The scientists say the humans who left the footprints may have been related to Homo antecessor, or “pioneer man,” whose fossilised remains have been found in Spain and who died out 800,000 years ago.

The find was announced Friday, and published in the journal PLOS ONE.

SeaOrbiter is the world’s first non-stop research vessel hoping to find Atlantis


Oceanographic research right ahead! The SeaOrbiter is a multipurpose super vessel designed to search the world's...

Oceanographic research right ahead! The SeaOrbiter is a multipurpose super vessel designed to search the world’s oceans for new life forms and lost civilisations. Source: SeaOrbiter Source: Supplied

THE world’s oceans are big, dark and full of mystery. How to unlock the secrets of the deep? With the SeaOrbiter – a gigantic, solar-powered, floating aquatic observation vessel that will scour the seas non-stop for new life and sunken civilisations.

It might look like something out of a James Cameron dream but this 190ft tall floating behemoth is taking to open water as the world’s first non-stop exploration vessel, complete with submarine drones, underwater living quarters and space training simulator.

Oceanographer Jacques Rougerie is the mastermind behind the SeaOrbiter – a creation he’s been designing for over a decade – and secured the final 30 per cent of the A$53 million build cost from crowdfunding site KissKissBankBank.

Constantly roaming the oceans and with over half of the 190ft ship under the water’s surface the SeaOrbiter offers an alternative exploration proposition to current research projects. Missions have been mapped out when it sets sail to get an in-depth look at seabeds, search for lost civilisations, find mythical deep sea creatures and find new life forms.

With 90 per cent of the world’s oceans still unexplored it’s estimated that there are millions more species not yet recorded or observed and Rougerie aims to scan the planet’s abysses to find them.


A plan of the SeaOrbiter. Sun lounge deck nowhere to be found. Source: SeaOrbiter

A plan of the SeaOrbiter. Sun lounge deck nowhere to be found. Source: SeaOrbiter Source: Supplied

So if you’re going to discover new forms of life, why not do it in style. This mega craft looks to blow all other research vessels out the water being decked out in some high-tech tech kit including being built from Sealium – a recyclable aluminium designed for marine environments – and powered through a ‘solar skin’ which will let it sail in silence.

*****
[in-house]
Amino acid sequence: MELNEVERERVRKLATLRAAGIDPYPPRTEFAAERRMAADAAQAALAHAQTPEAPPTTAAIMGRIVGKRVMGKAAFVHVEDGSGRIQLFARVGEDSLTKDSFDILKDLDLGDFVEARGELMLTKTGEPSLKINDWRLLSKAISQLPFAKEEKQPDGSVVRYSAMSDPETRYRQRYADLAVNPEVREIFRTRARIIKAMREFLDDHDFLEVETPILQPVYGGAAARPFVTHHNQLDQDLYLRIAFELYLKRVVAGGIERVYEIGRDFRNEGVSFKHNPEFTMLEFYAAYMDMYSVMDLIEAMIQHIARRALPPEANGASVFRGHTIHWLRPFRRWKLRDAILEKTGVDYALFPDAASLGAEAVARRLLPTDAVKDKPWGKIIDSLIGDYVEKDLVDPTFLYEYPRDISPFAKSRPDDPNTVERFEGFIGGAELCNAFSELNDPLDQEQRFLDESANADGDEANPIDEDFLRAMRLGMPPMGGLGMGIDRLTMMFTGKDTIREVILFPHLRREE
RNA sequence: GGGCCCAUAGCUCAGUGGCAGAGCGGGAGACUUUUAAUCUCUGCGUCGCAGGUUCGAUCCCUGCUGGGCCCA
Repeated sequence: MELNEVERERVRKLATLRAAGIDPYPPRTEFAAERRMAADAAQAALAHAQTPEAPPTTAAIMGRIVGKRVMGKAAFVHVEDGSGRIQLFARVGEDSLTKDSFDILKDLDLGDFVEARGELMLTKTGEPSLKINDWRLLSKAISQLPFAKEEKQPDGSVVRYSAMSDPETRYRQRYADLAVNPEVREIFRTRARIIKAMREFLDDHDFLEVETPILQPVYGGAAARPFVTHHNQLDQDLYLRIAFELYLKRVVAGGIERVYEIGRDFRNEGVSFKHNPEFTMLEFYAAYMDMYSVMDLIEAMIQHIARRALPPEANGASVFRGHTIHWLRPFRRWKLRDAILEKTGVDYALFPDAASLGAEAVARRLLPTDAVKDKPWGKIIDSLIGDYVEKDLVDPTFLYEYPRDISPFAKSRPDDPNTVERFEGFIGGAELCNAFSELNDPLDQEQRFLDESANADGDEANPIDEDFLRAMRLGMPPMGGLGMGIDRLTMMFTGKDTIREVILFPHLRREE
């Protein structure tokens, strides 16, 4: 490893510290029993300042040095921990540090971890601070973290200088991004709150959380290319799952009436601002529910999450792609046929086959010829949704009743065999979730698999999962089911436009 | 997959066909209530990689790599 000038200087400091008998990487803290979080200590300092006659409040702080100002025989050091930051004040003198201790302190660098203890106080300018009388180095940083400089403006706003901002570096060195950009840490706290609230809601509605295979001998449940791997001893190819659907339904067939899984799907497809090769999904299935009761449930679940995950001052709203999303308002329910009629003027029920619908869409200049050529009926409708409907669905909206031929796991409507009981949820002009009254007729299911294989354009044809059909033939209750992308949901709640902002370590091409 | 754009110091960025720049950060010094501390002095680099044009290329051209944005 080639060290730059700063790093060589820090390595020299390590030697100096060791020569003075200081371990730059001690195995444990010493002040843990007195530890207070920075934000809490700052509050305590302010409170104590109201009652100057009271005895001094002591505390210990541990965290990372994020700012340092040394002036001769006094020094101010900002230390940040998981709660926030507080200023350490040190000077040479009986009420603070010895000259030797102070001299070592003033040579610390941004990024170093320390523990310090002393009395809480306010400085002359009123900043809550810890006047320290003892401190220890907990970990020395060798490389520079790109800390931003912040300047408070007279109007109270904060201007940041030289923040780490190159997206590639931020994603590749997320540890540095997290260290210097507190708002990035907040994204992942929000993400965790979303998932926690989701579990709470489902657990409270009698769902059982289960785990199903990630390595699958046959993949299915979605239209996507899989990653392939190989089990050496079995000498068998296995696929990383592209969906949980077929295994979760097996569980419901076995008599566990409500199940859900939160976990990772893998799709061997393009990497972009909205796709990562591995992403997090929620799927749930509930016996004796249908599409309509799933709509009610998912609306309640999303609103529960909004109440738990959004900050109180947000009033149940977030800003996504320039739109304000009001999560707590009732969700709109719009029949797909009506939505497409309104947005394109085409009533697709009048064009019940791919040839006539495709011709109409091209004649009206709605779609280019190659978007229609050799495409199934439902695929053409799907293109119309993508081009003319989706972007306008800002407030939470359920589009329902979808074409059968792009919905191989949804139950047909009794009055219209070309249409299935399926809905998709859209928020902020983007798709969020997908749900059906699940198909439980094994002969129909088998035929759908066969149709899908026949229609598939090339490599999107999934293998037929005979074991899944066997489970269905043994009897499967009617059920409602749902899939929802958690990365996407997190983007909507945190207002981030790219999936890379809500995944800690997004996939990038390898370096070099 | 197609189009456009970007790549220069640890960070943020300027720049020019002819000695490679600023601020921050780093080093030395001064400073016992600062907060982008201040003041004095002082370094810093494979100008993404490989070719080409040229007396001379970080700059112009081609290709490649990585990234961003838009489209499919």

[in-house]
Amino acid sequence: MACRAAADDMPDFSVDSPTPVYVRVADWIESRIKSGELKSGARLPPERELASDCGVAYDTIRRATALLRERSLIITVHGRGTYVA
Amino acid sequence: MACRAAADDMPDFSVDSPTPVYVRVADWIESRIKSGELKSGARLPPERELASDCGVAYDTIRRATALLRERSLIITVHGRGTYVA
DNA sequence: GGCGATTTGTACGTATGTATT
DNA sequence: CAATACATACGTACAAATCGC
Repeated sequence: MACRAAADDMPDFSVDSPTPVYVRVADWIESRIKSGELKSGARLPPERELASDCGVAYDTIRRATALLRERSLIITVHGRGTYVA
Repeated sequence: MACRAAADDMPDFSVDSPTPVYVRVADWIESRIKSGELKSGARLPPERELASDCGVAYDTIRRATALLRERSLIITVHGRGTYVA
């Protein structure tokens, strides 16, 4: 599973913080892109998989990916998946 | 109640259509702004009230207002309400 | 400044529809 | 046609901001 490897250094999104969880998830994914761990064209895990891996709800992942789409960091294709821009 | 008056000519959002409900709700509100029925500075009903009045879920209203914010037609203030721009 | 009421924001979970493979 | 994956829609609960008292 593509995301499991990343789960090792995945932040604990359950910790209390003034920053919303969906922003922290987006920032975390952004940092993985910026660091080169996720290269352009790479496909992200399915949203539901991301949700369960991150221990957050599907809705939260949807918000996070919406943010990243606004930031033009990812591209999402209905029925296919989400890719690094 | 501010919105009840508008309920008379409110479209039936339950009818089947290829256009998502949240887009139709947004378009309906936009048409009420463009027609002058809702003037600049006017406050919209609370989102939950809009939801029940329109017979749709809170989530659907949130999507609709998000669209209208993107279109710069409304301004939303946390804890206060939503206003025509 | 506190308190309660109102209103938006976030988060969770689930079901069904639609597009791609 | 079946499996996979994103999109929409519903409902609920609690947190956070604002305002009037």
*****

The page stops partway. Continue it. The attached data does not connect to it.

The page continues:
On-board there’s a hive of high-tech devices from which large numbers of subsea exploration devices leave daily like sub-aquatic bees to gather data and return at the end of each trip.

With ten accommodation levels there is room for 22 permanent inhabitants, including four above the water for sea bird and surface observation and six decks below the water that will let residents continuously peek out into the big blue. Pressurised hyperbaric quarters are also found below, which are intended to save deep sea divers the bother of having to go through the decompression process.

Work will begin later this year and when fully operational it will spend its time scanning the Mediterranean. There are plans to eventually have a fleet of floating SeaOrbiters. Watch out Nessie!


Aquanauts and robotic submarines will be able to freely go to and from the vessel as part of uninterrupted research. Source: ...

Aquanauts and robotic submarines will be able to freely go to and from the vessel as part of uninterrupted research. Source: SeaOrbiter Source: Supplied

SeaOrbiter specs:

• Solar powered and can roam the seas in silence

• Wind turbine for extra power

• 190ft high (100ft below water)

• On-board laboratory

• Ten accommodation levels (four above, six below water level) for 22 permanent residents

• Hyperbaric laboratory to carry out unrestricted dives at depths of between 10m and 100m without the inconvenience of decompression stops. Aquanauts stay in a pressurised chamber which keeps them at the same pressure as the surrounding underwater environment. They can then stay on extended dives among the marine creatures, especially during the night, a critical period when unknown animals rise to the surface from the deep.

• Remote-operated underwater vehicle which can film and take samples up to 1000m

• Has an autonomous drone submarine that will plunge to 6000m

• Has an on-board space simulator thanks that mimics the conditions in space so astronauts can train for future expeditions including preparations for Mars